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I took place in my first demonstration Saturday, meeting downtown with about 11,999 others to protest the passage of Prop 8 in the recent election. I just now got to reading coverage in the Los Angeles Times, and I can’t believe how Prop 8 supporters have gotten even more hateful. Take this, for instance, reprinted from the Times:

“They can protest all they like, and it doesn’t change the fact that Prop. 8 has passed and the election is now over,” said Frank Schubert, manager for the Yes on Proposition 8 campaign.

There were many religious signs at the protest, most of them being held by people who were obviously religious themselves. “The same Bible was used to justify slavery.” “I was born gay. You were taught religion.” Even some “Mormon Against 8” signs. There was a lot of humor, as well.

Again, from the Times: “It’s unfortunate that the ‘No on 8’ campaign has devolved into personal attacks and statements of religious bigotry. If they think this is going to help their cause long term, they might want to consider a new strategy.”

It’s unfortunate? Hypocrite! The Yes on 8 campaign was nothing but personal attacks and statements of religious bigotry. Oh, such a twister of words. It’s devious, untrue, and bordering on evil. It’s definitely hate. It makes my skin crawl. Well, when these supporters of segregation end up burning in their hell with those who strung up black people in trees and those kept women from being able to vote, perhaps then they’ll think twice about their treatment of their fellow man.

(Click the pictures to see larger versions. I’ll be putting more pictures of the protest in my gallery soon.) (UPDATE: I did not!)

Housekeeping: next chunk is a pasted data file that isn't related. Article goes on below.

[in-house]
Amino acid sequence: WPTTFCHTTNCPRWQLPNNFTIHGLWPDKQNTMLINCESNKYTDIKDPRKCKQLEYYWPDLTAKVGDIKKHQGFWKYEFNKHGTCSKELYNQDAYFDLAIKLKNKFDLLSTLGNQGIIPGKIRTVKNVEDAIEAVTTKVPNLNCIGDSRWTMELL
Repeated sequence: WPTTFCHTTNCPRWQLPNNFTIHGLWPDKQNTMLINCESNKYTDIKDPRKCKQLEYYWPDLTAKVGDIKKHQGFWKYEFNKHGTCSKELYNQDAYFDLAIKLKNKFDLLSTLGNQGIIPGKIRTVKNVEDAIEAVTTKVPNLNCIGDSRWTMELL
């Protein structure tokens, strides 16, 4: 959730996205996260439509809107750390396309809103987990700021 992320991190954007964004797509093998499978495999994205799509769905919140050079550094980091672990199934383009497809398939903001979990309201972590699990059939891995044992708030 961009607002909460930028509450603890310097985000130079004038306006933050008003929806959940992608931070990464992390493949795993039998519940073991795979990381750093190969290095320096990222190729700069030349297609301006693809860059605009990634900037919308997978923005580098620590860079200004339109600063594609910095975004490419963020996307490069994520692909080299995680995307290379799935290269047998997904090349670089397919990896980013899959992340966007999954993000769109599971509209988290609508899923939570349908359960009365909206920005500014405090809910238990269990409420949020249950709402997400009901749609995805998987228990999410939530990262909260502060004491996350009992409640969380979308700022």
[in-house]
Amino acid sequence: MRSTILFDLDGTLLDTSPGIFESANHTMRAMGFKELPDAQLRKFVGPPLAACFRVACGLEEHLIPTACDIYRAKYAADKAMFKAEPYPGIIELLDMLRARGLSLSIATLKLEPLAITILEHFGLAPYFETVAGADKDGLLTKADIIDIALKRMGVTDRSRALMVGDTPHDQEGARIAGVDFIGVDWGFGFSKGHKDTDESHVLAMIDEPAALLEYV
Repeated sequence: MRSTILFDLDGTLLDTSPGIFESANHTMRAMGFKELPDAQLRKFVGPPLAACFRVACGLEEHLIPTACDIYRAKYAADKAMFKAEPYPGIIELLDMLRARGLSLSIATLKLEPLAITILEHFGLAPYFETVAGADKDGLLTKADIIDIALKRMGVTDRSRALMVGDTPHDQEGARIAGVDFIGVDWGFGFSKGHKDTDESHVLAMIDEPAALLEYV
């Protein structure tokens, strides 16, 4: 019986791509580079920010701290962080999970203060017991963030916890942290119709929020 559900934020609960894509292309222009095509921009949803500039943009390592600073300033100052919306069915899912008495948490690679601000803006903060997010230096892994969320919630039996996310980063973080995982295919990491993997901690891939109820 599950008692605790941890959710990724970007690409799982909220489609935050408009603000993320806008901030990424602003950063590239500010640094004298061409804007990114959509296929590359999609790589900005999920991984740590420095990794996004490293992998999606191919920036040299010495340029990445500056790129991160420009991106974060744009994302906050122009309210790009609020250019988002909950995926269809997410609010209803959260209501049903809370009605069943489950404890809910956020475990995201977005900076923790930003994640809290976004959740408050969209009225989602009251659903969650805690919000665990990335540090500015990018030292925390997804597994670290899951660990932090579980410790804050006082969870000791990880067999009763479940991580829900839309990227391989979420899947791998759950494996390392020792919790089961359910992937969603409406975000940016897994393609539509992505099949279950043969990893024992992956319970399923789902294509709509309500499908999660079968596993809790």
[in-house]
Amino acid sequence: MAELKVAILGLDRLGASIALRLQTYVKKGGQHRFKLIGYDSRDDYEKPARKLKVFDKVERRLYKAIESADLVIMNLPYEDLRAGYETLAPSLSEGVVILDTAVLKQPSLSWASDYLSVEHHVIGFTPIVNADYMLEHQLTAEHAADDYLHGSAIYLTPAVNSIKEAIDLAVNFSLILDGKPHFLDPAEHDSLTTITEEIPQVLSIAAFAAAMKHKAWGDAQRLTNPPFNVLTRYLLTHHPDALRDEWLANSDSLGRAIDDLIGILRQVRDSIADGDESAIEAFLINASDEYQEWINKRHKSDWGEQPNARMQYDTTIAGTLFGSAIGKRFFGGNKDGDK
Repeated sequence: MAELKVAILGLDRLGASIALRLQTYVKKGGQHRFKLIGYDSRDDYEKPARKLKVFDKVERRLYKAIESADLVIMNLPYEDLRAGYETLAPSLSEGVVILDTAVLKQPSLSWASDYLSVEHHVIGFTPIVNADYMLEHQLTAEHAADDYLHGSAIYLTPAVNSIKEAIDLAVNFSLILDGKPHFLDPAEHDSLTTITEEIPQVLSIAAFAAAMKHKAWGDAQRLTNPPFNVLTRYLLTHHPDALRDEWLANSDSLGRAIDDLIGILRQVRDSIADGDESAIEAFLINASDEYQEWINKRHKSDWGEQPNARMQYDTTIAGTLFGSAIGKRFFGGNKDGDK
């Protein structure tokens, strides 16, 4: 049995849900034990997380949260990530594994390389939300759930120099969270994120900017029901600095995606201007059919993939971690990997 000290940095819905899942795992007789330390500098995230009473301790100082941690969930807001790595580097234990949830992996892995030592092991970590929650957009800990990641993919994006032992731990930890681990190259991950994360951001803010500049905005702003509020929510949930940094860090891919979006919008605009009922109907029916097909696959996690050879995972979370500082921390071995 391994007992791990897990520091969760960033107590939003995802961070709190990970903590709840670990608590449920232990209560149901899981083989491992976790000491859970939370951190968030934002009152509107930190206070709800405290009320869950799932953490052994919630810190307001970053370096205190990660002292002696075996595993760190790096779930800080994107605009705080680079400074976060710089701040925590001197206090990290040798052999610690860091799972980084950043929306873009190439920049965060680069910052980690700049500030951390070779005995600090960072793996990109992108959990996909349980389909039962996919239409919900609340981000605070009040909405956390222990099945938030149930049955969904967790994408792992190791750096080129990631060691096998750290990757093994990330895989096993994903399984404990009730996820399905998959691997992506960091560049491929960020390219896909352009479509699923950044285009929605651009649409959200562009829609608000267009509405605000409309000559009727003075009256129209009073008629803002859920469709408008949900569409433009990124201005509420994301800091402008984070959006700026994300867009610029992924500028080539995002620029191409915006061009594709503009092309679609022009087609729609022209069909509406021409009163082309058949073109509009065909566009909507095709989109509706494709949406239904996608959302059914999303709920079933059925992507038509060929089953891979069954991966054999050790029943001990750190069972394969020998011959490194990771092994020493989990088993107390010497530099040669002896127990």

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Any dumbass who supports the marriage of church and state should be given gentle daily reminders of why that is a horrible idea.

Here’s today’s: “Afghan Student Sentenced to Death After Downloading Report.” And we “liberated” this place? Good job, us! We rock!

Well, I’m very disappointed in Ben Stein. No longer will I be able to watch Ferris Bueller’s Day Off and think of Ben as the funny teacher. I will think of him as the pathetic mouthpiece of ID who, despite himself, must have accidentally been funny.

What the hell am I talking about? This:

Wow. There is so much that’s horrible about that clip, I can’t even see straight. O’Reilly really is an ignorant, posturing creep. It makes me sad that so many people hang on this man’s every word. And that Ben! What? He always presented such a fun yet rational image!

Okay, it’s not very fair to bludgeon Ben and his talents because he believes in God, but he really is asking for it. Perhaps I’m persecuting him for his beliefs, as he says “the seculars” do! Well, no. I’m not persecuting him for that, I’m persecuting him for his ignorance on the matters he’s trying to discuss. If you’re going to summarize the “secular” viewpoint of the beginning of life on Earth as “lighting striking a mud puddle,” then you are open game. Trying to sell the ID agenda as a simple first amendment right to free speech is full-on bullshit.